With recreational marijuana now legal in 19 states and the District of Columbia, dispensaries are looking for ways to reach new customers—and many of them are turning to outdoor advertising.
In an article that first appeared earlier this month in the Lansing State Journal, reporter Mike Ellis called out the boom in billboards promoting cannabis across the mitten state. He cited data from the Out of Home Advertising Association of America showing that cannabis outdoor advertising grew by 31% nationwide during the first half of 2022, representing one of the largest categories of growth.
According to Kantar tracking data, 42% of cannabis advertising is done on billboards and other out-of-home placements—and there are many reasons why marijuana purveyors find the channel appealing. Outdoor advertising doesn’t come with the same content restrictions as digital, social media, TV, or radio. Magazines, newspapers, and brochures can be carried across state lines, raising issues in states where recreational marijuana use is illegal.
This surge in marijuana billboards brings up important questions about the appropriateness of cannabis-related content along the side of our roads, which invariably reaches children, teens, and other impressionable audiences. Similar consumer concerns prompted a ban on outdoor advertising for tobacco products in most states in 1997 with the passage of the Tobacco Master Settlement Agreement.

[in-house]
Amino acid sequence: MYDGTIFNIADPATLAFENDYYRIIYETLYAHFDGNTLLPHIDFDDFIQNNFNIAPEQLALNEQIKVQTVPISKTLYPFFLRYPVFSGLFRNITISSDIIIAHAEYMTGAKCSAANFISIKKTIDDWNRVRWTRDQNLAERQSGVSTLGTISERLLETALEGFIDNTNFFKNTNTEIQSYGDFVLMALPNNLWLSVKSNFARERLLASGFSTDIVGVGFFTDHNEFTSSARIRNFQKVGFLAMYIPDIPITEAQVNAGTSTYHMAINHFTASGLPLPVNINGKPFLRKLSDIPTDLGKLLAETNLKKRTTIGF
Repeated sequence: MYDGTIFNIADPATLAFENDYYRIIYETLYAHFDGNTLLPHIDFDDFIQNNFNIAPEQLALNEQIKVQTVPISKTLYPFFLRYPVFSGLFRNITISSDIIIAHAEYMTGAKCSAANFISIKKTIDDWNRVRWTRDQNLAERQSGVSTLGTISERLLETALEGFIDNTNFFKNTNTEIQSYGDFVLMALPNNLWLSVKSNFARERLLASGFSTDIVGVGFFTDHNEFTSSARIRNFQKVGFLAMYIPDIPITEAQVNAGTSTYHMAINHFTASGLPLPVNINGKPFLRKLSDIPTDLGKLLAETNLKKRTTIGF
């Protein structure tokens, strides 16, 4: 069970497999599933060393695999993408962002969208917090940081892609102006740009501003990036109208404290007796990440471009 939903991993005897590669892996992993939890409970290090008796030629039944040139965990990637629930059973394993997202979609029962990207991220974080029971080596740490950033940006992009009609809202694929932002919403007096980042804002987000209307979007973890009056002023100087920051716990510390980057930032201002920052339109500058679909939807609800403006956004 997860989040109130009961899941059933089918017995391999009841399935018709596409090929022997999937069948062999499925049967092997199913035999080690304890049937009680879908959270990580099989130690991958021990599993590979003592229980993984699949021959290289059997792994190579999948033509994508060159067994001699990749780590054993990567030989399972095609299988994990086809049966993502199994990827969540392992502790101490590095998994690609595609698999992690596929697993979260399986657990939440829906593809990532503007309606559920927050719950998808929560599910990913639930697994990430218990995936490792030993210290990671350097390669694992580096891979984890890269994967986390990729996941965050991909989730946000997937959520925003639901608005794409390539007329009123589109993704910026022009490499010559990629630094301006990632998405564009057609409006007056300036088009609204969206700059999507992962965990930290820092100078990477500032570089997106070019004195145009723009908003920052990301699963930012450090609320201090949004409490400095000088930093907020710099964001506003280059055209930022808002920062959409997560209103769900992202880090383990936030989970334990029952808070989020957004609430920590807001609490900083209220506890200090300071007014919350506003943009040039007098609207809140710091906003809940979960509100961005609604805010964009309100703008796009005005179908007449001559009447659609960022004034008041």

Outdoor advertising industry officials argue that “customers are feeling more comfortable than ever about the presence of the category,” as noted in a study of cannabis advertising by OUTFRONT, one of the largest players in the business. Proponents also argue that while tobacco and alcohol advertisements promote specific products or brands, cannabis ads generally promote individual business locations.
But larger public health questions remain—particularly given the nature of outdoor advertising, which often catches the attention of young people by its very placement and design. Similar sentiments prompted California Gov. Gavin Newsom to veto a bill that would have allowed marijuana businesses to advertise on billboards along most highways in the state last October.
Addressing this concern, the article cites a study by University of Michigan professor Ashley Gearhardt, who has studied the impacts of alcohol, tobacco, and fast-food advertising on teenagers. Her research hints at similar patterns of teens adopting cannabis. Based on this evidence, she argues that billboards should be off the table for marijuana companies and related services.
As the cannabis industry grows, Scenic America agrees that marijuana billboards have no place on the nation’s roadways.
“Billboards don’t belong on our streets or in our communities. They make our roads more dangerous, destroy our scenic beauty, and bring down our property values while blasting our children and teenagers with advertising for products or services that may not be good for them,” said Scenic America President Mark Falzone. “Content-based restrictions have been deemed unconstitutional, so the only way to effectively ban these messages from our highways is to take down the billboards. Scenic America stands ready to assist communities that want to take that step.”